This post is dedicated to the Memory of Prof. CK Prahlad.
“Good human relations not only bring great personal rewards but also are essential to the success of any enterprise” said the visionary JRD Tata.
“When you do the common things in life in an uncommon way, you will command the attention of the world.” said George W. Carver, and that is precisely what we realised that in the knowledge industry, Value is created, not at the top, but from the front line – in face-to-face interactions between the customer and employees.
This gave birth to a path breaking concept in management called the Employee First Philosophy (EFP) one of the most modern management ideas of our times.
It is a bold statement to make, and even more daring to uphold, in the fiercely fought competitive market of today. However, such is the realism, execution and communication of this concept- that customers, employees and all other stakeholders embrace it with the most positive mindset, and everyone reaps the benefits of this paradigm.
To quote Voltaire’s adage, “Common sense is not so common”, value is created at specific touch points – primarily when a customer meets and interacts with an employee, secondly when he experiences our products & solutions and lastly from Top Management cues – this is INVERTED PYRAMID OF THE NEW KNOWLEDGE ECONOMY OF TODAY.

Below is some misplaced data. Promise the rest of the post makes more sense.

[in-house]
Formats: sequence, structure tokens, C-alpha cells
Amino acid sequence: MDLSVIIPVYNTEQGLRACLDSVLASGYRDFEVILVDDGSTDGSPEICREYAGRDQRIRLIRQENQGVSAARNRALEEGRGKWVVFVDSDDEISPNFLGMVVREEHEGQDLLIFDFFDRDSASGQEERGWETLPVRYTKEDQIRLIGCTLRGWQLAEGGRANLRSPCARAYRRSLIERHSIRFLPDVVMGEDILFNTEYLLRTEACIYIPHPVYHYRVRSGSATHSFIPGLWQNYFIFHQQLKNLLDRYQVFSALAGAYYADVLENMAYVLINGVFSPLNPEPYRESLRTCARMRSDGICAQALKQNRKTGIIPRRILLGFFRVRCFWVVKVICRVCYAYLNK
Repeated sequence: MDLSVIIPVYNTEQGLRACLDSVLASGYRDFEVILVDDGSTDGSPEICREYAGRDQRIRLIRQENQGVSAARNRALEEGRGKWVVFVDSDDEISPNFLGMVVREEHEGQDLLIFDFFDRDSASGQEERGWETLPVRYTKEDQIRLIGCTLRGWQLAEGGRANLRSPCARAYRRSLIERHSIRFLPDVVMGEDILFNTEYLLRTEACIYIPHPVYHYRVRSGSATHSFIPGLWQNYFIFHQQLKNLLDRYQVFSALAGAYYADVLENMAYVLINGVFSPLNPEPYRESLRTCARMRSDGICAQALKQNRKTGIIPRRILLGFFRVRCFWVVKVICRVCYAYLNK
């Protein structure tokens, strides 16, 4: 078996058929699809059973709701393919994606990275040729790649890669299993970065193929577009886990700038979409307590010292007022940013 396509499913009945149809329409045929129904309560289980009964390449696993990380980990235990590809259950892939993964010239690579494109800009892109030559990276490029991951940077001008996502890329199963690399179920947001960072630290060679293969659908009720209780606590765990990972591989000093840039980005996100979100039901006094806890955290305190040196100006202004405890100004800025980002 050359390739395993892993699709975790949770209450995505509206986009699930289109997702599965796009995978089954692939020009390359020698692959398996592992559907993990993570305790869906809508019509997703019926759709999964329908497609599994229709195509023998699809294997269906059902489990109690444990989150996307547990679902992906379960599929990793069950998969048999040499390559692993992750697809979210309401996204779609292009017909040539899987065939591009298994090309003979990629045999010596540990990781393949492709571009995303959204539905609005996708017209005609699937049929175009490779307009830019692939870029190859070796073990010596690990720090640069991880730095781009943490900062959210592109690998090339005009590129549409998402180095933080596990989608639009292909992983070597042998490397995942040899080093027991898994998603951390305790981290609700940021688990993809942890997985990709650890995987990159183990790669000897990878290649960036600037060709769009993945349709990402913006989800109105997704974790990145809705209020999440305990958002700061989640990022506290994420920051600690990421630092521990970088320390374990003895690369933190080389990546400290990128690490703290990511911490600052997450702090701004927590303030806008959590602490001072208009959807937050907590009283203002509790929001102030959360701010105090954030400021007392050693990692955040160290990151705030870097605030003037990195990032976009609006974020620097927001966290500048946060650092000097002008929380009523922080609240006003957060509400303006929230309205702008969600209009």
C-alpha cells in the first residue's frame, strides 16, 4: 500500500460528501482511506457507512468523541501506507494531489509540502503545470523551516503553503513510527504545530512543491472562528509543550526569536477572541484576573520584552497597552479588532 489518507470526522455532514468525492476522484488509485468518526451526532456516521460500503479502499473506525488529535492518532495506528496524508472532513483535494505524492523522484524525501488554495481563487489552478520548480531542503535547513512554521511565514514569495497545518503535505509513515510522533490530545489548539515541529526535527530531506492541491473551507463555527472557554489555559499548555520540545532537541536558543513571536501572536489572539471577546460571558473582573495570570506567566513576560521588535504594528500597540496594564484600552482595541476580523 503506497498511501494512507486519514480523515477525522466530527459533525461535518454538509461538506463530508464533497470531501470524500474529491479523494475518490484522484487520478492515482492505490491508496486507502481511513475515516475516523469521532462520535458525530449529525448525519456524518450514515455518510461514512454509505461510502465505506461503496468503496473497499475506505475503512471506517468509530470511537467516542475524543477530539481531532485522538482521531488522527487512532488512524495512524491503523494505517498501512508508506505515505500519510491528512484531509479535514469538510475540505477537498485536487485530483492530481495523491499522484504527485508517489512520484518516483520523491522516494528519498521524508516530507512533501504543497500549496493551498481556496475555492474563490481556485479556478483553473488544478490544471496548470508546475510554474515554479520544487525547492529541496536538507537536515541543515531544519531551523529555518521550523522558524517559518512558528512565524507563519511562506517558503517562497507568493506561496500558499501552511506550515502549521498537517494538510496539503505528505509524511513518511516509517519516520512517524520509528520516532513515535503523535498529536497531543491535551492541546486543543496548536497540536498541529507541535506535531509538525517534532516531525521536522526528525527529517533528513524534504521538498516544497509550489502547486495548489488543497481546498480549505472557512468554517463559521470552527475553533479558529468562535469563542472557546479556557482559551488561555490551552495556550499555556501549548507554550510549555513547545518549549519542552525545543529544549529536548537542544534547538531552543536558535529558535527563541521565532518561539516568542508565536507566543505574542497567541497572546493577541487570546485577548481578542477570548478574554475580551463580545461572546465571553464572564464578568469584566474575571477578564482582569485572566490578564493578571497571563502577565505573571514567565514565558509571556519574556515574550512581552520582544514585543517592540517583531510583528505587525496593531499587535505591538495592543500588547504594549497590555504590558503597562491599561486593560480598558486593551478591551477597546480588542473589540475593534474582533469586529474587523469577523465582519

The CEO of today is the Chief Empowerment Officer and the employee enabler of the knowledge economy, not the Chief Executive Officer and the command and control center of the industrial economy.
Every employee under EFP is an Empowered Employee, a Brand Ambassador with decision-making rights, and the right to take calculated risks. EFP employees build the brand with their hard work, spirit of innovation, passion for quality, and commitment to customers. Ensuring that they are provided the requisite skills, support, knowledge, recognition and a passionate place to work is the CEO’s job.
I would like to end with another quote from JRD Tata, which reflects the EFP spirit - “We have retained the fire of idealism and in its glow we have come to recognize that no wealth or power can be more valuable than our dignity; no loss or profit can be more critical than the loss of our credibility; no skills or qualifications can substitute the integrity of our character.”
The Starbucks Case Study –